August 16th, 2006
|01:34 pm - Esus in Algeria (fighting the French, I'm sure)|
Ladies and gentlemen:
I mentioned that I found an inscription relating to Esus recently. Well, PICTURES!
They're on my "About Esus" page that I've built (Quick Link to the spot on the page).
If you just want to look at the pictures I found, and don't care about what I think about them, then they're here:
What really catches my eye? That sand-dollar-looking-thing on the first pic. And the birds hanging out around those trees with the anchors around 'em on the other two pics.
Is it just me, or is this damn cool?
(tlachtga, I'll give you a copy of both articles from this site at Summerland.)
Current Location: Southeast of Disorder
Current Mood: accomplished
Current Music: "The Hangout Gang", -JB
I don't know that that's a fair assumption. Cranes are easy enough to depict rudimentarily -- just lengthen the neck. The tree has enough detail to suggest that that would be possible. If it appeared near/with the sand-dollar one, they DEFINITELY had potential, although I think these were separate. Hmm.
As for more wrens... shucks. You mean to tell me you wouldn't want six dirty feet instead of just two?! Think of the money we could bring in...
At Right, I've put a pic detailing nesting and migrating areas for cranes. I was wondering, though, if perhaps the word "crane" didn't get transferred with the myth, if instead the word used was just, "three birds"?
I can't make an argument that the idea of "cranes" is possibly foreign to the local area, as there are migratory spots near to the spot in Algeria. But it is possible that the myth, obscure as it is, was just poorly transferred.
True true, who knows. I was going to ask you if Cranes lived in that area, but then it occurred to me that was irrelevant if the people who put it up had travelled from afar. Then again, there is the whole question of if the birds symbolize things or if they are just birds. Or even ornamental, though the cranes in the Esus reliefs are decidedly part of the story.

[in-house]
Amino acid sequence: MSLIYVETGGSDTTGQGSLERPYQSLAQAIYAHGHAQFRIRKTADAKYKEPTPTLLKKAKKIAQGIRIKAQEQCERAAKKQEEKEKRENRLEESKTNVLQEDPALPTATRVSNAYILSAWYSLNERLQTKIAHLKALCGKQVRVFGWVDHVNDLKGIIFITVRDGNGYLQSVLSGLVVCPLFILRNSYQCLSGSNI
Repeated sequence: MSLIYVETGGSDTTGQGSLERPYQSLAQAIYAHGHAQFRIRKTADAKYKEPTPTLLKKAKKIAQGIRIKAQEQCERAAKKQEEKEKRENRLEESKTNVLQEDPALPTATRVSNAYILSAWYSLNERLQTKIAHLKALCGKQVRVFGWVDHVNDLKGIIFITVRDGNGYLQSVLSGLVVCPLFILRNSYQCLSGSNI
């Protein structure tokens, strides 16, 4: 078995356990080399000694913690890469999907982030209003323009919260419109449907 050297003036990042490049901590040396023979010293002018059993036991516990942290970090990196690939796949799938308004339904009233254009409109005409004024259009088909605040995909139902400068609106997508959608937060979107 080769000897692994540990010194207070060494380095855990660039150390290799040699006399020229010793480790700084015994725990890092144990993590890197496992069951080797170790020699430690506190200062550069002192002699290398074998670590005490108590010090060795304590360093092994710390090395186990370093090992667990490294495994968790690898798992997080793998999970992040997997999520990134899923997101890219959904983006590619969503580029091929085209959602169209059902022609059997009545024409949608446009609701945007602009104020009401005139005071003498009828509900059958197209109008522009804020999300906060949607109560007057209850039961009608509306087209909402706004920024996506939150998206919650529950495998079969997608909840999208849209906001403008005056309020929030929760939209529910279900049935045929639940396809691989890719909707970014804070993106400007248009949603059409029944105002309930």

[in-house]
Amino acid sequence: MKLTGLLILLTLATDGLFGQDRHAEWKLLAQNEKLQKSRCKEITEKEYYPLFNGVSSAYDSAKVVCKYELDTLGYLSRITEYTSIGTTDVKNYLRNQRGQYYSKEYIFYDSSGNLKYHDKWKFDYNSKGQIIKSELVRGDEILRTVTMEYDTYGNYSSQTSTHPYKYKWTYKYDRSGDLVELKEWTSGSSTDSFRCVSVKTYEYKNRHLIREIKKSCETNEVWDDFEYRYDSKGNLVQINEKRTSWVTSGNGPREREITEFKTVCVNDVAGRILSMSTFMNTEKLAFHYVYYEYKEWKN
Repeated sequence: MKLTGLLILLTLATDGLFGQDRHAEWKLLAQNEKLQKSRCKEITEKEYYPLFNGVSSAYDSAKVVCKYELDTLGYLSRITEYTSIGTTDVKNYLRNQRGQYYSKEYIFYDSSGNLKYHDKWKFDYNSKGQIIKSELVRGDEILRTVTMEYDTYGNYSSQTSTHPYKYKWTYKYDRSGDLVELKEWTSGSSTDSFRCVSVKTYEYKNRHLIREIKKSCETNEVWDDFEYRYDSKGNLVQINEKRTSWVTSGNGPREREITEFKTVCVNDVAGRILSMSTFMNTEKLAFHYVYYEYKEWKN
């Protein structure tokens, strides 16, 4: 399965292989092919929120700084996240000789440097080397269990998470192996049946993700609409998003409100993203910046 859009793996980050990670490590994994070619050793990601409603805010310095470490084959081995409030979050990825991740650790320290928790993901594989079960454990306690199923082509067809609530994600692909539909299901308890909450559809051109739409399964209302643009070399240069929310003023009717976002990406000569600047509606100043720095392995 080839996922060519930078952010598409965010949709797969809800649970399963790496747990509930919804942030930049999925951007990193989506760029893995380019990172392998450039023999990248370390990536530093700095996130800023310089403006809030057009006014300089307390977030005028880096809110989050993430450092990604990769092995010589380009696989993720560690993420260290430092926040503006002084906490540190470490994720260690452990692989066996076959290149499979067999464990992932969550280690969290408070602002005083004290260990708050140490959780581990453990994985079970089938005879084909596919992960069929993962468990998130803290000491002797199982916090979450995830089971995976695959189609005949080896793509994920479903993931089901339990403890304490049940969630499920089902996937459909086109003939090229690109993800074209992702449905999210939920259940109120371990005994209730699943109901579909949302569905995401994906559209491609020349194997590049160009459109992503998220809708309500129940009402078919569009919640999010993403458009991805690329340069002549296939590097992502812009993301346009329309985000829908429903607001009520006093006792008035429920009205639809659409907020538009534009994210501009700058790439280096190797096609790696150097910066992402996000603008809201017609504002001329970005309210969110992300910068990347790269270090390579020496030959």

Vaguely similar to the dilemma of Cernunnos and his hound.
Hmm, and picture 2 intrigues me. I can't stop looking at it. There's something about it. The tree is so simplistic compared to the bird, which is surprisingly detailed... and there's also odd lines like cracks in the tree, which look carved rather than accidental. The tree looks like it was split by lightning to me. Probably just me getting all artistic and thinking about how I'D portray such a thing, but who knows.
What does the the words on the reliefs translate into? And the hand-drawn pictures, are those imaginative recreations or sketches of reliefs that were lost?
I am intrigued by the bird 'lifting' the anchor.
1 translates, apparently, to "In Memory of Amanda", but it's not discussed in this article. I'll have to get ahold of the CIL to find commentary on this picture.
Fragment d'une plaque de marbre brisée partout. L : 10 cm , H : 15 cm. Propriété Hanafi
Sur la partie supérieure de la plaque, un arbre ; au pied de l'arbre à droite, une ancre et à mi hauteur à gauche, un oiseau. Il existe à Cherchel trois plaques ou fragments de plaque présentant ces symbols (C.I.L. VIII 21421 ; gaukler (P.), Musée de Cherchel, Paris, 1895, p. 36 ; Leschi (L.), Découvertes archéologiques et épigraphiques à Cherchel, B.A.C., 1932-1933, p. 312-313 = Etudes d'épigraphie, d'archéologie et d'histoire africaine Paris, 1957, No 4, p. 395-396).
---]ACAP//M[---J'ai cru utile de rassembler en une figure les quatre plaques présentant ces symboles, d'autant plus que l'oiseau qui vole au-dessus de l'arbre n'a pas été reproduit sur le croquis illustrant la publication d'une nouvelle plaque par L. Leschi (add., cf. infra no 247, p. 298)
Now, isn't that clearer? :)
basically, the inscription on 2 is untranslatable.
There, now it's correctly transcribed.
Thanks. Ash and dictionary.com helped me translate; the translation is unhelpful. Just describes the bird and anchor and crap. Mentions he thought it useful to put them together and try to re-sketch them for a publication, but the bird was not reproduced in one of them, I guess.
Yes, the bird appears to have been left out of number 4.
Would you like me to seek out the CIL reference?
Totally. Let's not let the fact that I don't know what a CIL reference is stand in my way.
*blazes with scholarly glory*